Just because they don’t understand you, doesn’t mean you’re on the wrong path


shannon9

My days are numbered.

I’ve been struggling for a while now with this sinking feeling that life is changing. Friends from high school and college are all advancing their corporate careers, getting married, and having babies. In fact, some of the girls and guys I grew up with are on their second or third child already. And it really makes me wonder…

Is this really all there is to life?

The past year has been a series of life changes for me; I made the choice not to stay in LA, came back home to the Bay Area, and got a “real job,” as my parents would call it, doing marketing and no longer focusing on writing, modeling, and acting. While it leads to a much higher level of financial stability (relatively of course), I often feel like Corporate America sucks out your soul, chews it up, and spits it out. Rather than find the time to write scripts or learn lines, I find myself taking a barre class after work so my body doesn’t sink into the monotonous mush that my brain has become. I couldn’t imagine topping off a 50 hour work week with a brood of kids that need attention. I really have to hand it to the moms of the world who work multiple jobs, take care of their kids, and manage to not go insane in the process.

But I digress. The bottom line of this revelation is plainly and simply,

 I’m afraid to grow up.

During my beauty queen days, someone asked me my main goal in life during a pageant interview. I told them that I just want to be happy. I think I’m still figuring out what happiness is.

I came to the realization that the things that make me happy are typically things that we can’t do as we get older. Running around the amusement park drinking slurpees and laughing so hard until you have a stomach ache, shopping at Forever 21, bringing your stuffed animal to work (yes I still do that), and photoshoots. For my friends with kids, free time consists of packing lunches, going to Bed Bath and Beyond, and couples dinner parties at their new home in the suburbs. Sigh.

Needless to say, I’m still trying to hold onto the happiness I know, while trying to figure out what’s next to come. In terms of relationships, I feel like it’s often difficult to commit to someone when you’re not even fully committed to your own life. However the right person will always support your decisions and encourage you, no matter how ridiculous your dreams might sound. That’s when you know they’re there for the full ride.

I’m curious to hear about how you discovered your happiness and when you realized things were changing for the better. Life works in mysterious ways, and I’m hoping that someday I will look back at the jagged path and realize it was all part of a bigger plan.

Because if the path before you is clear, you’re probably on someone else’s.

Photo: Deidre Fuller

6 thoughts on “Just because they don’t understand you, doesn’t mean you’re on the wrong path

  1. Curious says:

    I found my happiness when I realized happiness is just an emotion, like anger, and that I could feel happy anytime I wanted to. I think too many people have this idea that happiness is this ‘thing’ to chase and either you have it or you don’t.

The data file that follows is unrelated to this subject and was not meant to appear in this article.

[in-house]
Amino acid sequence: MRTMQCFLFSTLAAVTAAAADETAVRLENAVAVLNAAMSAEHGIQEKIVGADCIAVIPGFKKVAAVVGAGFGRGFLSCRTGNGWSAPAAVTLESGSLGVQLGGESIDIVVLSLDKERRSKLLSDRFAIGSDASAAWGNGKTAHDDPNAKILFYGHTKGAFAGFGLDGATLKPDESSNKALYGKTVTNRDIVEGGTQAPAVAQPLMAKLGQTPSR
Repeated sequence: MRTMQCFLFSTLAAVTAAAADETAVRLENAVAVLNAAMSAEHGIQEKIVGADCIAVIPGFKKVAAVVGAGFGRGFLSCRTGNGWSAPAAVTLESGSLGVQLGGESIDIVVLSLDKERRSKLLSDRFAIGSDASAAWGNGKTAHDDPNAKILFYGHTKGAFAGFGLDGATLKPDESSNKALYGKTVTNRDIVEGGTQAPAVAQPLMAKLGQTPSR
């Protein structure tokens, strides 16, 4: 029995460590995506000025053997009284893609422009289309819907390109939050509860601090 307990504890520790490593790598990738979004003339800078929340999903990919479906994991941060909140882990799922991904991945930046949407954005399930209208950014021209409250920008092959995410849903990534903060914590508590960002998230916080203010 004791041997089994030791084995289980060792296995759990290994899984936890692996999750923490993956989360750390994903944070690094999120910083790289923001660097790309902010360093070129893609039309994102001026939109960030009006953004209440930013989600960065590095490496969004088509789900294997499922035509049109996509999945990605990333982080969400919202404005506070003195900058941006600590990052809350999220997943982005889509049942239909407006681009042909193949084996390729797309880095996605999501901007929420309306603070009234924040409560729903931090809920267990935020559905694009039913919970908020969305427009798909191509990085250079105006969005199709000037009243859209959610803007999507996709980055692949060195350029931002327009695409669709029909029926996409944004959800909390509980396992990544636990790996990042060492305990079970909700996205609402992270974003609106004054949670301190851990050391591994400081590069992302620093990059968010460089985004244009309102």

I believe people who are happy are simply people who are in a state of happiness a greater percentage of their life than people who are seen as unhappy. No one is happy 24/7, we all have our ups and downs. Same as people who are angry, they’re not angry 24/7, only when something triggers that anger.

    Happiness is a feeling that can be triggered just like any other emotion. The problem is when we set up our lives in a way where those triggers are always out of reach or super hard to activate such as when we buy into the idea that we need a shit load of money and fancy toys and this many kids by this age to be happy. For some of these people, they’re always chasing happiness.

    I think babies and kids are the happiest people in the world simply because they have no expectations and don’t have any rules and standards to live up to. They can laugh at just about anything and just about anything can make them happy. As they grow up though, they’re taught this or that has to happen before they can feel good and soon enough, “this or that” becomes too much and they end up being unhappy and frustrated most of the time.

    So I think happiness lies in understanding that it’s just an emotion that we create and the easier it is for us to create it, the happier we will be and that any achievements we obtain in life is just a bonus.

    As cheesy as it sounds, if you want to add a little bit more happiness in your life, think happier thoughts.

    Just my 2 cents… or 1 cent…. I’m broke. LOL.

    • shannon says:

      I agree. I think society tries to impose a mold on what the standard for happiness should be. I guess everything is perspective; a positive one is better than an angry/negative one any day. 🙂

  2. Phil says:

    This is stance is so refreshing. Enjoy self first and the rest will follow. Why are ‘people’ so obsessed with acting like sheep and following the masses? For me kids are a ball and chain ; there’s so much to enjoy for self and with a partner that shares the same commitment of fun, and being a partner in crime, why be burdened? The world is full enough already and would I want to bring new life into this world anyway? No. So I live my life by the best of both worlds. Would be refreshing if more were ‘non conformist’! BTW, the Bed, Bath and Beyond statement was hilarious, and true!

    • shannon says:

      I totally agree. I think as long as we are happy, it doesn’t really matter what we are doing! We all have something great to contribute to this world and it’s not necessarily always the same for everyone 🙂

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